Giving Compass’ Take:
· Writing for the Cato Institute, Jeffrey A. Singer discusses the long history of drug abuse in the US and how the stigmatization and criminalization of addiction has led many harmful consequences.
· According to Singer, what is the best way to address addiction? Should we decriminalize drug abuse and develop a different system to manage addiction?
In a recent Wall Street Journal column entitled Even Heroes Can Struggle With Addiction, Timothy McMahan King offers convincing evidence that the great British abolitionist and statesman, William Wilberforce, responsible for ending the slave trade within the British Empire in 1807, was an opium addict for much of his adult (and productive) life. Because of the stigma attached to addiction, most historians and biographers have hidden, ignored, or buried that fact.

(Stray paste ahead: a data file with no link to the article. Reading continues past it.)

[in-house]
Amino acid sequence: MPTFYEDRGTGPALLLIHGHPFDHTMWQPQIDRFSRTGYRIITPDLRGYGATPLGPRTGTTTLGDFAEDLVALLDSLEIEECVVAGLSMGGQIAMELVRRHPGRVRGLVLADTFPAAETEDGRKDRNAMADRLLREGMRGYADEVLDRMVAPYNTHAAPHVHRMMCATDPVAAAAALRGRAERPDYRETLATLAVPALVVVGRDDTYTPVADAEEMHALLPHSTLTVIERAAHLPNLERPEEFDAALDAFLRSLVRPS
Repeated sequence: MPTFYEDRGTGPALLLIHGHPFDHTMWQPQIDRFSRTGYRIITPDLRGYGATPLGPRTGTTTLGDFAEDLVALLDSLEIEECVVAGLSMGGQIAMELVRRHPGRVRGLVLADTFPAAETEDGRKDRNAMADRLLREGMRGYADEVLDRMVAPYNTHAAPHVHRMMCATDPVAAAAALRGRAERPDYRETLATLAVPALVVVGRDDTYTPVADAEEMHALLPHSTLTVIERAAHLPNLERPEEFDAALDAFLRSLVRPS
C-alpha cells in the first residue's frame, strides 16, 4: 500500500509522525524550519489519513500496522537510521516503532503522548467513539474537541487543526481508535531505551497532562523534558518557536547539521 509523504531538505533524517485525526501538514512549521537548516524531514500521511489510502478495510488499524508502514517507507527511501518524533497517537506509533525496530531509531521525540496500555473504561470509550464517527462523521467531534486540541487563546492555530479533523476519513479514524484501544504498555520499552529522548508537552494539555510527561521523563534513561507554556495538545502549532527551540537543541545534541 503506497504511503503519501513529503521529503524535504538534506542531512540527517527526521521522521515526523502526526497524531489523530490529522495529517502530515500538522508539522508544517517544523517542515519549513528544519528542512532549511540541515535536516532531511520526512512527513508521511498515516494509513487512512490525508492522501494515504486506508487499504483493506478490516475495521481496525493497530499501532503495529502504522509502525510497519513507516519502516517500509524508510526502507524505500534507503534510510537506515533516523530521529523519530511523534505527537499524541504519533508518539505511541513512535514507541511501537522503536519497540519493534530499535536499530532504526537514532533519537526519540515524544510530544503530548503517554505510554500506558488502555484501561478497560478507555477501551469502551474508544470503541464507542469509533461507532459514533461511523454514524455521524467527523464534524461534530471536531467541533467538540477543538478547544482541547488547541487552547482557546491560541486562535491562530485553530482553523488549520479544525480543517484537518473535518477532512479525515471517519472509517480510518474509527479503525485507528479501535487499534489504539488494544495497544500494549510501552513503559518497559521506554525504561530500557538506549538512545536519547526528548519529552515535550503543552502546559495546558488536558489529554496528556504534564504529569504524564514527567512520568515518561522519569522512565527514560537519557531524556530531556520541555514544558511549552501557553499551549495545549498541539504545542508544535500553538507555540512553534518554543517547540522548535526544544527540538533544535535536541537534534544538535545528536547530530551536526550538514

Similarly, few of us who rely mainly on the history lessons we received in high school are aware of the regular and (by today’s standards) excessive use of alcohol, opium, and other drugs by our nation’s founders.
Even many in my profession do not know that the great William Halsted of Johns Hopkins University Medical School, considered the “father” of modern American surgery, and creator of hospital residency programs for medical school graduates, was addicted to cocaine and morphine for most of his professional life.
Read the full article about addiction by Jeffrey A. Singer at the Cato Institute.
Since you are interested in Mental Health, have you read these selections from Giving Compass related to impact giving and Mental Health?
Are you ready to give?
In addition to learning and connecting with others, taking action is a key step towards becoming an impact giver. If you are interested in giving with impact for Criminal Justice take a look at these Giving Funds, Charitable Organizations or Projects.